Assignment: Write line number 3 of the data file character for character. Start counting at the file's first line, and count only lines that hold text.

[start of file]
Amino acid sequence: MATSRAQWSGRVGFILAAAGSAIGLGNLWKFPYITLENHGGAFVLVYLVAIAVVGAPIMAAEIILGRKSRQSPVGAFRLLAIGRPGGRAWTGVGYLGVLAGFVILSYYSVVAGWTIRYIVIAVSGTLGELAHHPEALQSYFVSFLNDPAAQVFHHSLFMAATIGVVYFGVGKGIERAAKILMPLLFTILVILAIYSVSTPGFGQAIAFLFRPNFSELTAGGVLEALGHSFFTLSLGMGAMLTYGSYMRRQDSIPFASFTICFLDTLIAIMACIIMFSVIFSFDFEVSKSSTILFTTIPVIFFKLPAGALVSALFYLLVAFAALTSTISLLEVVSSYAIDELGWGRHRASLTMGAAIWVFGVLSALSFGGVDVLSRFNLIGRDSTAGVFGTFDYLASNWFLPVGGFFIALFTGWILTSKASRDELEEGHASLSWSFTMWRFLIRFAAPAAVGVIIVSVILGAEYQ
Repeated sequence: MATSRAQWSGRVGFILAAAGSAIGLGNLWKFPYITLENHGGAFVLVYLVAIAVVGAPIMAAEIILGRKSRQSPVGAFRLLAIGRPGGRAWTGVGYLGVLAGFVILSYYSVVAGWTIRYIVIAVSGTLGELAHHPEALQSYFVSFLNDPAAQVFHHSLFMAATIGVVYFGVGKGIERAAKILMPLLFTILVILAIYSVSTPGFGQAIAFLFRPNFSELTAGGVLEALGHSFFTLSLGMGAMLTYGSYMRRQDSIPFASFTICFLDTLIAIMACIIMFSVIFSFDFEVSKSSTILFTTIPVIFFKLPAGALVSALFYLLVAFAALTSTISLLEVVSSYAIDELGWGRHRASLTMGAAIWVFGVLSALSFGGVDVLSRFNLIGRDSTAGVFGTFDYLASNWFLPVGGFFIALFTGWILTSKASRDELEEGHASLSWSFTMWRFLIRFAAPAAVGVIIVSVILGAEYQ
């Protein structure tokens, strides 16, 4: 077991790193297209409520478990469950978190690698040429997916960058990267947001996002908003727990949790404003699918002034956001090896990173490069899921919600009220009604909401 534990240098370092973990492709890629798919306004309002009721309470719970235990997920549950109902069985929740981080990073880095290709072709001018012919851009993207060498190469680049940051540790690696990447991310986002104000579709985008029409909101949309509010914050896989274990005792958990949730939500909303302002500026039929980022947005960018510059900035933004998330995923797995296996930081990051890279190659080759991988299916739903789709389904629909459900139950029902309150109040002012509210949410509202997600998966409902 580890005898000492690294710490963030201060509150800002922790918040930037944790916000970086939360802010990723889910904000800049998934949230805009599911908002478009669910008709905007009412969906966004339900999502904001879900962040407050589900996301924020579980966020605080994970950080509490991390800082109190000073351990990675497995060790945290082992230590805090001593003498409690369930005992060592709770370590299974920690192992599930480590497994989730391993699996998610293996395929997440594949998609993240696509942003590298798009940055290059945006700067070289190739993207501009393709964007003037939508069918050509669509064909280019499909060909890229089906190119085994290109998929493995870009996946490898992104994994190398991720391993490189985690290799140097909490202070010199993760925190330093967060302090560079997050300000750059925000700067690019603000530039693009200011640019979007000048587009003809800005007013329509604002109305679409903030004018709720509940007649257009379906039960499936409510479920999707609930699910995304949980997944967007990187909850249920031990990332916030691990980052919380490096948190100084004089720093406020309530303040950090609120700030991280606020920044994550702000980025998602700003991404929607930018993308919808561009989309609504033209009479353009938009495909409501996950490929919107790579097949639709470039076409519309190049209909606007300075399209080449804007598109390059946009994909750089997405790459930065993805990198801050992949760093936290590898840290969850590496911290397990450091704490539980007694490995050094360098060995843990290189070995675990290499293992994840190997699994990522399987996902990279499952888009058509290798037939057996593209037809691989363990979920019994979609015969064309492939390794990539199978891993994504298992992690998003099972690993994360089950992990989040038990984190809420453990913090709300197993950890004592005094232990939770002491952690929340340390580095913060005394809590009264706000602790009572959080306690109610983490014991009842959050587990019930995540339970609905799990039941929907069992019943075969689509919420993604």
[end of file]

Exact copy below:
């Protein structure tokens, strides 16, 4: 077991790193297209409520478990469950978190690698040429997916960058990267947001996002908003727990949790404003699918002034956001090896990173490069899921919600009220009604909401 534990240098370092973990492709890629798919306004309002009721309470719970235990997920549950109902069985929740981080990073880095290709072709001018012919851009993207060498190469680049940051540790690696990447991310986002104000579709985008029409909101949309509010914050896989274990005792958990949730939500909303302002500026039929980022947005960018510059900035933004998330995923797995296996930081990051890279190659080759991988299916739903789709389904629909459900139950029902309150109040002012509210949410509202997600998966409902 580890005898000492690294710490963030201060509150800002922790918040930037944790916000970086939360802010990723889910904000800049998934949230805009599911908002478009669910008709905007009412969906966004339900999502904001879900962040407050589900996301924020579980966020605080994970950080509490991390800082109190000073351990990675497995060790945290082992230590805090001593003498409690369930005992060592709770370590299974920690192992599930480590497994989730391993699996998610293996395929997440594949998609993240696509942003590298798009940055290059945006700067070289190739993207501009393709964007003037939508069918050509669509064909280019499909060909890229089906190119085994290109998929493995870009996946490898992104994994190398991720391993490189985690290799140097909490202070010199993760925190330093967060302090560079997050300000750059925000700067690019603000530039693009200011640019979007000048587009003809800005007013329509604002109305679409903030004018709720509940007649257009379906039960499936409510479920999707609930699910995304949980997944967007990187909850249920031990990332916030691990980052919380490096948190100084004089720093406020309530303040950090609120700030991280606020920044994550702000980025998602700003991404929607930018993308919808561009989309609504033209009479353009938009495909409501996950490929919107790579097949639709470039076409519309190049209909606007300075399209080449804007598109390059946009994909750089997405790459930065993805990198801050992949760093936290590898840290969850590496911290397990450091704490539980007694490995050094360098060995843990290189070995675990290499293992994840190997699994990522399987996902990279499952888009058509290798037939057996593209037809691989363990979920019994979609015969064309492939390794990539199978891993994504298992992690998003099972690993994360089950992990989040038990984190809420453990913090709300197993950890004592005094232990939770002491952690929340340390580095913060005394809590009264706000602790009572959080306690109610983490014991009842959050587990019930995540339970609905799990039941929907069992019943075969689509919420993604």